9 August 2023
Data released today by the payments industry self-regulatory body Australian Payments Network (AusPayNet) showed the fraud rate in 2022 was 57.5 cents per $1,000 spent, up slightly from 57.3 cents in 2021.
Fraud on payment card transactions increased by 16.5% on the previous year to $577 million, in line with the increase in total spending on cards, which was up by 16% to $1 trillion over the same period.
The data indicates that the fraud rate has stabilised since the introduction of the industry’s card-not-present (CNP) Fraud Mitigation Framework (CNP Framework) in 2019, with the 2022 fraud rate remaining well below the fraud rate of 75.0 cents per $1,000 spent in 2017.
CNP fraud involves valid card details being stolen and used to make purchases or other payments without the card being present at the point of sale, usually online.
CNP fraud accounted for 90% of all fraud on Australian cards in 2022, increasing by 14.4% from 2021 to $516.8 million, reflecting the sustained and rapid rise in e-commerce, which accelerated during the pandemic.
Figures show a reduction in domestic CNP fraud but an increase in overseas CNP fraud. This is suspected to be linked to transnational organised crime groups targeting Australians in phishing and shopping scams involving overseas merchants. AusPayNet is continuing to work with industry and government to mitigate scams via participating in the National Anti-Scam Centre Advisory Board and via our Economic Crime Forum.
The Report reveals that as Australia has emerged from COVID-19 restrictions, counterfeit/skimming fraud has increased by 30% to $7.1 million, which is likely attributable to the reopening of international borders, enabling the return of overseas travel and the re-entry of transnational organised crime.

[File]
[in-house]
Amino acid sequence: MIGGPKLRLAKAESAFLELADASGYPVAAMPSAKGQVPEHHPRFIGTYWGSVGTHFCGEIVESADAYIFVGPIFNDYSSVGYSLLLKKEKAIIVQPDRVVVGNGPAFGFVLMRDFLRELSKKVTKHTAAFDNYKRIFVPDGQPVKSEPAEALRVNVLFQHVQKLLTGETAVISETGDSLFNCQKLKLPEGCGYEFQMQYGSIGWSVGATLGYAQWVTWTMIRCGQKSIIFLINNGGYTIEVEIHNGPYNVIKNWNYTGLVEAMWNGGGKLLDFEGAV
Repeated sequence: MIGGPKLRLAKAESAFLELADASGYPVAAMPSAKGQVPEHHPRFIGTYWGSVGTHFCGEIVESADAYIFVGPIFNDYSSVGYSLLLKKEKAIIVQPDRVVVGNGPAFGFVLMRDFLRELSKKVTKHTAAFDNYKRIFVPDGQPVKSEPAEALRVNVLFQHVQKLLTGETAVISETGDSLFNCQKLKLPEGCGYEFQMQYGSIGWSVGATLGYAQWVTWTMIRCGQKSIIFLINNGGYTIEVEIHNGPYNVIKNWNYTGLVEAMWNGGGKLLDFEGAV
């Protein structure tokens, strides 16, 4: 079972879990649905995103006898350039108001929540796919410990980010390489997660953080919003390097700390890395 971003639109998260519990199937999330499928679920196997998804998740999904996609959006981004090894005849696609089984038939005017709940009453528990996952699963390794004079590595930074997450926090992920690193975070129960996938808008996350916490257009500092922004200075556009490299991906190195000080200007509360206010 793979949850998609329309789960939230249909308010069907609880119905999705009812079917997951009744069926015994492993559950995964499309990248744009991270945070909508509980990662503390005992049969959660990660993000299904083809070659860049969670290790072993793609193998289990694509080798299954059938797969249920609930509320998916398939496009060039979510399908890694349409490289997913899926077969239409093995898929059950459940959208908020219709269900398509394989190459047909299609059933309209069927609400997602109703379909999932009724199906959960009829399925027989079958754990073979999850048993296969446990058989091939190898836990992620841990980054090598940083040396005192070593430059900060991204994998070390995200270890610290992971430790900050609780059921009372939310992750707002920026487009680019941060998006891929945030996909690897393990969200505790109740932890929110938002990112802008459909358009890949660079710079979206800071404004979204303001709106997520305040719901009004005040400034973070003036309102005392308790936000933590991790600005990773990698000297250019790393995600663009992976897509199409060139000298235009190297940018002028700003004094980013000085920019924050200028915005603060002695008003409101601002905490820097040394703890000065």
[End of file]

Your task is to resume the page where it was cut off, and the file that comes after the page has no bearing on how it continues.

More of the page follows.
Meanwhile, lost and stolen fraud has increased by 44.5% from 2021 to $41.8 million, similar to pre-pandemic levels. Figures for scheme card fraud show the most substantial increase in this type of fraud has occurred in fraud perpetrated overseas.
Cheque fraud decreased by 24% to $2.4 million. As cheque use continues to decline, the value of fraudulent transactions involving cheques will likely follow this trend.
AusPayNet CEO Andy White stressed that industry collaboration was the key to ensuring a resilient, reliable, and safe Australian payments system.
“Industry collaboration continues to affect the incidence of CNP fraud in Australia, so it is vital that all members of the payments ecosystem, including end-users, play a role by remaining alert to potential threats and taking steps to prevent fraudulent activities,” Mr White said.
“Collaboration across stakeholder groups is essential to heightening user awareness of their vulnerability to payment fraud,” he said.
“AusPayNet is committed to continued collaboration with the Australian Government, aligned to its Strategic Plan for Australia’s Payments System, to combat fraudulent activities and increase consumer awareness of their exposure to threats.”
The end of FY23 marked the fourth full year of operation of the industry’s CNP Framework, which requires merchants who consistently exceed agreed fraud threshold targets to strengthen customer authentication and apply other measures. The framework also encourages secure technologies such as real-time monitoring, machine learning and tokenisation.
AusPayNet sponsors the Economic Crime Forum (ECF), which brings together industry, law enforcement and government stakeholders to coordinate joint responses to economic crime, including scams, fraud, financial crime, and banking-related cyber incidents.
AusPayNet is also on the Advisory Board for the Government and ACCC’s National Anti-Scam Centre, which seeks to make Australia a harder target for international scammers.
In response to recent cyberattacks and data breaches, consumers and merchants are reminded of the steps they can take to protect themselves from ID theft, fraud, and scams, including:
It is also suggested that merchants: